Walgreens Pharmacy has been in business for over 100 years, but its century-long business presence cannot insulate it from the onslaught of False Claims Act allegations raised by several California pharmacists alleging serious violations of state fraud laws.
In today’s post, we look at two recent milestones in the ongoing False Claims Act litigation against the pharmacy chain, including contentions of illegal coding practices, as well as misconduct involving the marketing of gift cards toward customers receiving Medi-Cal and Medicare benefits for prescription drug coverage.
The cases were filed by former pharmacists under the False Claims Act’s qui tam provisions, which allow private citizens the opportunity to pursue a civil action on behalf of taxpayers in order to recoup funds wrongfully siphoned via intentional fraud. For their efforts, False Claims Act plaintiffs often receive up to 30 percent of the verdict or settlement.
Plaintiff Files False Claims Act Lawsuit Against Sacramento Walgreens – Case 1
In the first pending False Claims Act lawsuit against Walgreens, a former pharmacist – having worked for the chain from 2008 through 2013 – claims to have witnessed fraud firsthand at more than 12 Sacramento-area locations. Allegedly, several other pharmacists were routinely implementing a Medicare or Medi-Cal “override” for customers, and then subsequently entering a generic billing code in order to justify the override.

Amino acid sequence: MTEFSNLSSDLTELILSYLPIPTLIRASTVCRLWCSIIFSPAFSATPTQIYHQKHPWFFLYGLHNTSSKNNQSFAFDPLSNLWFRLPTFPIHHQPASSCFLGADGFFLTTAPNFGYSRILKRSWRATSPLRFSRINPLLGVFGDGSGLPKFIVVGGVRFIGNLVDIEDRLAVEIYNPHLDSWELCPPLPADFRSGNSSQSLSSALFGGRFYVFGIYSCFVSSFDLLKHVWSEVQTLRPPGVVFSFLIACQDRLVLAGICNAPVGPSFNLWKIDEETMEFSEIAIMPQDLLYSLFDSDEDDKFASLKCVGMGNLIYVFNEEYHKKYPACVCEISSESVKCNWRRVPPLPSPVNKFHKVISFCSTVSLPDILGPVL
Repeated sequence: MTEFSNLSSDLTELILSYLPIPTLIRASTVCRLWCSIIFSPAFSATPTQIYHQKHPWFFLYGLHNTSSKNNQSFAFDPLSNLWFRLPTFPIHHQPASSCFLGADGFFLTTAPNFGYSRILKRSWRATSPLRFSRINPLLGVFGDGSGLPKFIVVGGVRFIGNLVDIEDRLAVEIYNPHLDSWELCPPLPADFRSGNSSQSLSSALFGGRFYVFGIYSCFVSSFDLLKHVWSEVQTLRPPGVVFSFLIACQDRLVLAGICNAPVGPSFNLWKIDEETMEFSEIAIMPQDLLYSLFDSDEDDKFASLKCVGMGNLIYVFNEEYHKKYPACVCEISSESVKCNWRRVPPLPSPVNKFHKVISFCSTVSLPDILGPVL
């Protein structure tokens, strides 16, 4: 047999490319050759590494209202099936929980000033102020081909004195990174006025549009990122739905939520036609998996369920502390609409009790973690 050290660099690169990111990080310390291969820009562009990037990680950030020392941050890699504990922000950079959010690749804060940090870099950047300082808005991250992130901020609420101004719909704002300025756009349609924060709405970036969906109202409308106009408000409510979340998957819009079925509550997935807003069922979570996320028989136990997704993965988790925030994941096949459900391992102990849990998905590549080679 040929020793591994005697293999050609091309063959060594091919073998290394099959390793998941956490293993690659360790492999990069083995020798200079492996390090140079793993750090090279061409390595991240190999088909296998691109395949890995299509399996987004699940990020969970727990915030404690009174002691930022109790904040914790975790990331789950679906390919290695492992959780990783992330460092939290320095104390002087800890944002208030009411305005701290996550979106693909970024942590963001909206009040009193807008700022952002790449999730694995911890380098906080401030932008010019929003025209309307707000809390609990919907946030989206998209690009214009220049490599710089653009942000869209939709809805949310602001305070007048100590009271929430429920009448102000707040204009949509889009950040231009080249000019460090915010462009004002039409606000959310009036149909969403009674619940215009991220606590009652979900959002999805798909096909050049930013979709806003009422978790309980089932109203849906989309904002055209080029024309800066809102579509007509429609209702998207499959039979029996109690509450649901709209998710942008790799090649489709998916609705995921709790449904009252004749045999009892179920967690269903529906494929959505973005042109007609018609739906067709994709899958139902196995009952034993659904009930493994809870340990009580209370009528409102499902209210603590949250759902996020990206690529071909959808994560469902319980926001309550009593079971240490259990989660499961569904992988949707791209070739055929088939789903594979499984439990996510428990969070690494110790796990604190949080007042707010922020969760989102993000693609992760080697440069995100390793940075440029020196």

An override is a procedure through which a pharmacy can qualify a customer for coverage in the event the patient’s claim is denied – for example, if a patient needs a refill prior to the predetermined date. However, all overrides must be supported by proper justification. Allegedly, the 12 Sacramento stores named in the lawsuit were engaging in unjustified overrides for purposes of overbilling government healthcare providers, all at the expense of taxpayers.
Plaintiff Revives False Claims Act Lawsuit With Amended Complaint – Case 2
In a second case against Walgreens, also pending in one of California’s district courts, a former Walgreens pharmacist was given a second chance after U.S. District Judge Beverly Reid O’Connell accepted his amended complaint after dismissing the plaintiff’s claim in December 2014 for lack of evidence to support a claim of intentional fraud. In this case, the plaintiff has alleged that Walgreens intentionally overstocked its shelves to the tune of $98,000 in excess inventory, all of which was billed to Medi-Cal and Medicare despite having never been actually dispensed to customers.
In the pharmacist’s first complaint, the judge concluded that he did not include enough threshold information to support a claim that Walgreens intended to commit fraud, and the allegations tended to support a claim of negligence or accidental oversight. However, his second complaint contained evidence of an envelope containing handwritten notes by a pharmacy employee explaining that the government had already been charged for medication that was never picked up.
The judge concluded that the evidence tended to show an intent to defraud, knowledge of the fraud, or “[a]t the very least, the failure to inquire any further into the matter demonstrates reckless disregard.”
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